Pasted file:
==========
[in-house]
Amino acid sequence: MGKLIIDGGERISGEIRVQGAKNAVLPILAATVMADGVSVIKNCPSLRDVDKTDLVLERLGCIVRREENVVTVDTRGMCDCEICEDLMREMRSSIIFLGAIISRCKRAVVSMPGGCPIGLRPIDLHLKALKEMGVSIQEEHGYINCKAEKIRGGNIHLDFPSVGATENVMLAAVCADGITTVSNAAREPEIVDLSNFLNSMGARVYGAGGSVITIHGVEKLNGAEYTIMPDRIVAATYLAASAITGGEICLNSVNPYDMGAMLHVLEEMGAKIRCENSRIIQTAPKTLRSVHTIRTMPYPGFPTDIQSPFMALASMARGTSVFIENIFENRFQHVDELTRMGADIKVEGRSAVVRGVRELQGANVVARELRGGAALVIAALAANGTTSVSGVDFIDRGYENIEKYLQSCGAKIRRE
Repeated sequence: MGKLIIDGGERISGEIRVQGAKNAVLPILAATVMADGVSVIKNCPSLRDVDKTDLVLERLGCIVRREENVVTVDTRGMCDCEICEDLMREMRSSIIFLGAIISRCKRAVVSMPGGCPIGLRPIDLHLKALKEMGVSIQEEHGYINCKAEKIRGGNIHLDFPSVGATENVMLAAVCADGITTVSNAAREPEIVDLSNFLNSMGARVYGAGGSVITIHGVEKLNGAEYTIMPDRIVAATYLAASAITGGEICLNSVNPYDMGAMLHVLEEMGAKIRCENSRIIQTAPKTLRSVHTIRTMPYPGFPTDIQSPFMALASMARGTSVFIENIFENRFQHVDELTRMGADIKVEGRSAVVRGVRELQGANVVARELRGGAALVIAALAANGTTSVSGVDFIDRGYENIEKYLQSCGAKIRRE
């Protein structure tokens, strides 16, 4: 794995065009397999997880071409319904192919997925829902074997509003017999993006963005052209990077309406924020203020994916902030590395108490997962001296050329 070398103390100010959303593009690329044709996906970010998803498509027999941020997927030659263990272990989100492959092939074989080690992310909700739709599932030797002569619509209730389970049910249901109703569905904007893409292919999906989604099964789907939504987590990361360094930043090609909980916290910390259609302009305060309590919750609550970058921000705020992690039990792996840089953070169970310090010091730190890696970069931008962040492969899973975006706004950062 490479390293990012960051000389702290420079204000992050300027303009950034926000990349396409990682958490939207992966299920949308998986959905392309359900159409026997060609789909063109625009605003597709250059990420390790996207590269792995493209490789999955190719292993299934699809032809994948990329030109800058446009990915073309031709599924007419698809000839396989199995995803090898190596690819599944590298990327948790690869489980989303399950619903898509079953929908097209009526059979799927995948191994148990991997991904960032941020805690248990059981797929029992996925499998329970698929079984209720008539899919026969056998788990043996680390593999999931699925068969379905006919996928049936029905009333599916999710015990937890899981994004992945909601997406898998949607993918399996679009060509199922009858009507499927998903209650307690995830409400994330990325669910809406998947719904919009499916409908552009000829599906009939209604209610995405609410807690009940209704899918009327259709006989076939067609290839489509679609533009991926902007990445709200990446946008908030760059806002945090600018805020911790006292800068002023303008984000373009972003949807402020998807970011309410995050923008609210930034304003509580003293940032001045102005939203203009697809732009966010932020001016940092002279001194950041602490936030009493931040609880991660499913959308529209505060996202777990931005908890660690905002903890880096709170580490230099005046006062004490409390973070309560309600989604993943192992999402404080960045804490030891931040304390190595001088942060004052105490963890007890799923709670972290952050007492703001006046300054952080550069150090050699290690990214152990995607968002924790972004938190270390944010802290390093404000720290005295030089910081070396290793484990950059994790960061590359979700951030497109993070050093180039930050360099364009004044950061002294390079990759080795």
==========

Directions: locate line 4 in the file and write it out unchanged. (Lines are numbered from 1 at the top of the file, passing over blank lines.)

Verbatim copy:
């Protein structure tokens, strides 16, 4: 794995065009397999997880071409319904192919997925829902074997509003017999993006963005052209990077309406924020203020994916902030590395108490997962001296050329 070398103390100010959303593009690329044709996906970010998803498509027999941020997927030659263990272990989100492959092939074989080690992310909700739709599932030797002569619509209730389970049910249901109703569905904007893409292919999906989604099964789907939504987590990361360094930043090609909980916290910390259609302009305060309590919750609550970058921000705020992690039990792996840089953070169970310090010091730190890696970069931008962040492969899973975006706004950062 490479390293990012960051000389702290420079204000992050300027303009950034926000990349396409990682958490939207992966299920949308998986959905392309359900159409026997060609789909063109625009605003597709250059990420390790996207590269792995493209490789999955190719292993299934699809032809994948990329030109800058446009990915073309031709599924007419698809000839396989199995995803090898190596690819599944590298990327948790690869489980989303399950619903898509079953929908097209009526059979799927995948191994148990991997991904960032941020805690248990059981797929029992996925499998329970698929079984209720008539899919026969056998788990043996680390593999999931699925068969379905006919996928049936029905009333599916999710015990937890899981994004992945909601997406898998949607993918399996679009060509199922009858009507499927998903209650307690995830409400994330990325669910809406998947719904919009499916409908552009000829599906009939209604209610995405609410807690009940209704899918009327259709006989076939067609290839489509679609533009991926902007990445709200990446946008908030760059806002945090600018805020911790006292800068002023303008984000373009972003949807402020998807970011309410995050923008609210930034304003509580003293940032001045102005939203203009697809732009966010932020001016940092002279001194950041602490936030009493931040609880991660499913959308529209505060996202777990931005908890660690905002903890880096709170580490230099005046006062004490409390973070309560309600989604993943192992999402404080960045804490030891931040304390190595001088942060004052105490963890007890799923709670972290952050007492703001006046300054952080550069150090050699290690990214152990995607968002924790972004938190270390944010802290390093404000720290005295030089910081070396290793484990950059994790960061590359979700951030497109993070050093180039930050360099364009004044950061002294390079990759080795």